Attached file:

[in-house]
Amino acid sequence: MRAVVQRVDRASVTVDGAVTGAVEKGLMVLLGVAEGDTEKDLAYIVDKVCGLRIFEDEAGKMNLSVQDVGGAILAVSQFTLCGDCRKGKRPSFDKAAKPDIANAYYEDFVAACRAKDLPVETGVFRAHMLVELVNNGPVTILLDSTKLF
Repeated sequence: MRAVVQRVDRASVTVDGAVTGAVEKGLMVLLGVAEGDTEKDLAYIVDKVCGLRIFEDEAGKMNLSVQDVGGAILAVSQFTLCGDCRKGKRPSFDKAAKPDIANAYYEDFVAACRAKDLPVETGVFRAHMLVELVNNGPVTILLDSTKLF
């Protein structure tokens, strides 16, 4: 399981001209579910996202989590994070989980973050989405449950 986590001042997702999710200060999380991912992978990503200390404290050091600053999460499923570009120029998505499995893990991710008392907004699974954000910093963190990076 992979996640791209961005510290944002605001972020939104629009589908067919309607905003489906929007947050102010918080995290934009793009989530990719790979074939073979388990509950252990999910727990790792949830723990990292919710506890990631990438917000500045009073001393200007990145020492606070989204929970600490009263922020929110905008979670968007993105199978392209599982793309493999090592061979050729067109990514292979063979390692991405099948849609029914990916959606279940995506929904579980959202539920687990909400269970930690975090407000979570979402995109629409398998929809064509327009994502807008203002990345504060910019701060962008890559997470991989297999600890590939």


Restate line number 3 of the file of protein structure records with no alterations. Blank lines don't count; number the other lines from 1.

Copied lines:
Repeated sequence: MRAVVQRVDRASVTVDGAVTGAVEKGLMVLLGVAEGDTEKDLAYIVDKVCGLRIFEDEAGKMNLSVQDVGGAILAVSQFTLCGDCRKGKRPSFDKAAKPDIANAYYEDFVAACRAKDLPVETGVFRAHMLVELVNNGPVTILLDSTKLF